- Research article
- Open Access
Anti-neutrophil cytoplasmic antibody associated vasculitis in patients with rheumatoid arthritis
BMC Nephrology volume 23, Article number: 155 (2022)
Anti-neutrophil cytoplasmic antibody (ANCA)-associated vasculitis (AAV) may coexist with rheumatoid arthritis (RA). However, it is unclear whether the manifestations of AAV with and without coexisting RA are similar. This observational study aimed to investigate the clinicopathological manifestations of AAV with coexisting RA and to explore potential predictors for identifying AAV superimposed on RA.
Patients with both AAV and RA were identified by searching our hospital database and the literature. Data including age, sex, clinical manifestation, laboratory tests, renal pathology, and therapeutic regimens were retrieved. To assess the difference in clinical features and renal pathology between AAV patients with and without RA, we conducted 1:4 matched case-control studies.
A total of 47 patients were identified, 15 from our hospital and 32 from the literature, and 33 (70.2%) were women. AAV was diagnosed later than RA in 83.0% of the patients and manifested as microscopic polyangiitis (MPA) in 78.7% of the patients. The kidney was the most frequently involved extra-articular organ (74.5%), followed by the lung (51.1%), and skin (8.5%). Patients with both AAV and RA were more likely to be asymptomatic (26.7% vs 3.3%, p = 0.013) than those with isolated AAV. However, they did not differ in other clinicopathological features. In RA patients, those with ANCA associated glomerulonephritis, were more likely to have decreased renal function at renal biopsy as opposed to those with primary glomerulonephritis.
AAV can coexist with RA. In this coexistence, AAV usually develops after RA, is more likely to be asymptomatic, and manifests predominately as MPA with renal involvement. Thus, we should remain vigilant to superimposed AAV on RA.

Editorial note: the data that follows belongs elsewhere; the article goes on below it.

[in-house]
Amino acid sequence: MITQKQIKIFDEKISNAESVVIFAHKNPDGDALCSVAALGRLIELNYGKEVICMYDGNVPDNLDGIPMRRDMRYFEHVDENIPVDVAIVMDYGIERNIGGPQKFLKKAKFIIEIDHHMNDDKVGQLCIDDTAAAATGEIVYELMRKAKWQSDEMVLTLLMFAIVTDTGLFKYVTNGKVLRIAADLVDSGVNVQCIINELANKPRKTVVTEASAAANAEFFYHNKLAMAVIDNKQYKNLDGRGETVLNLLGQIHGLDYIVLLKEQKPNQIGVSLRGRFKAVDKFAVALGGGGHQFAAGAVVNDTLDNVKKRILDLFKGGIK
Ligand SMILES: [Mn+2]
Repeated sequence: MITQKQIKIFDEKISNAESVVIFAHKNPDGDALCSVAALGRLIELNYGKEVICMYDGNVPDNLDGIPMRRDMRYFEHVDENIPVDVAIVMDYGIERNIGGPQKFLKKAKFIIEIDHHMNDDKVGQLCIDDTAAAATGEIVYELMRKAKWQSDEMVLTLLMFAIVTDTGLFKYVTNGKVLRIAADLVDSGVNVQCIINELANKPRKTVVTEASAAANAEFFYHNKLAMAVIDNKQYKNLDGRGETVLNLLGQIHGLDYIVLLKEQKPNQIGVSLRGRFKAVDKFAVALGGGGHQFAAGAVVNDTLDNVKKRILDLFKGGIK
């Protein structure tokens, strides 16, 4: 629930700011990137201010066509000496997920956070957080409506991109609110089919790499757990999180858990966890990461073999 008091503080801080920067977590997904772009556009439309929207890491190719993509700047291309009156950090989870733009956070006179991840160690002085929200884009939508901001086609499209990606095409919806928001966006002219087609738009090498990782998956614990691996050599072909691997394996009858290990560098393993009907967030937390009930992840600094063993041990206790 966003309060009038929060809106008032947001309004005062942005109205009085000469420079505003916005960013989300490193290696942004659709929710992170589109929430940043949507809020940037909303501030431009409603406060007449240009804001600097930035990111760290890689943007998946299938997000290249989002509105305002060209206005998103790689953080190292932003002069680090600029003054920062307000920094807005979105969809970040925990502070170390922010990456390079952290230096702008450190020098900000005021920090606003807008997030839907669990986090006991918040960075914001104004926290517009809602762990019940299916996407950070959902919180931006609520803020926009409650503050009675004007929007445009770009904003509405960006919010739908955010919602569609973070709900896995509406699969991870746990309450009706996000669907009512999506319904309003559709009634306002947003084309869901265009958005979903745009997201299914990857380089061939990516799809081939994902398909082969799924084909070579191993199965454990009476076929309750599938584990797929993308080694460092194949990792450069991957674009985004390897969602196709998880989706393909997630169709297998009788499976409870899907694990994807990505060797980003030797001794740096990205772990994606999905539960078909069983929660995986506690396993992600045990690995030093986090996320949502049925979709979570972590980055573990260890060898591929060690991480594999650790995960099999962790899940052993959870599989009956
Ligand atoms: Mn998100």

RA patients may have a greater tendency to develop AAV
AAV superimposed on RA may be asymptomatic with elevated serum creatinine.
Anti-neutrophil cytoplasmic antibody (ANCA) -associated vasculitis (AAV) is a group of small vessel vasculitis including microscopic polyangiitis (MPA), granulomatosis with polyangiitis (GPA), and eosinophilic granulomatosis with polyangiitis. It can cause severe damage to organs, especially kidneys. Early diagnosis of AAV is essential for the preservation of organ function . It has been reported that AAV may coexist with rheumatoid arthritis (RA) . ANCA-associated glomerulonephritis patients with RA appear to have smoldering clinical features and may result in late referral from rheumatologists to nephrologists and therefore have a poor prognosis . However, research on patients with the coexistence of AAV and RA is limited, and most studies are case reports. It is unclear whether there are any differences between AAV with and without coexisting RA. We therefore reviewed cases with these coexisting diseases in our hospital and in the literature, and summarized the clinical manifestations in these patients. We also attempted to identify the clinicopathological characteristics of AAV patients superimposed on RA by comparing them to those with AAV without RA. In consideration of the poor prognosis of AAV-associated glomerulonephritis, we analyzed the risk factors for AAV renal involvement in RA patients by renal biopsy in our center to timely identify these patients.
Patients with both AAV and RA in the Peking Union Medical College Hospital from January 2000 to December 2018 were included in this study. AAV was diagnosed based on the criteria proposed by the Chapel Hill Conference . The diagnosis of RA complied with the 2010 ACR/EULAR RA classification criteria . Cases before 2010 were reassessed and re-diagnosed. We also searched for cases of both AAV and RA published in English or Chinese between January 2000 and December 2018 in MEDLINE, EMBASE, and Chinese databases including China National Knowledge Infrastructure, Wanfang Database, and VIP Database. The keyword for RA was “rheumatoid arthritis”. The keywords for AAV were “anti-neutrophil cytoplasmic antibody associated vasculitis”, “anti-neutrophil cytoplasmic antibody associated nephritis”, “anti-neutrophil cytoplasmic antibody”, “small vessel vasculitis”, “rapidly progressive glomerulonephritis”, “microscopic polyangiitis”, “granulomatosis with polyangiitis”, “Wegener’s granulomatosis”, “Churg-Strauss syndrome”, “eosinophilic granulomatosis with polyangiitis” and “allergic granulomatous angiitis” (Supplementary Fig. 1). We excluded patients exposed to potential AAV-inducing drugs such as tumor necrosis factor-α inhibitors, penicillamine, and propylthiouracil .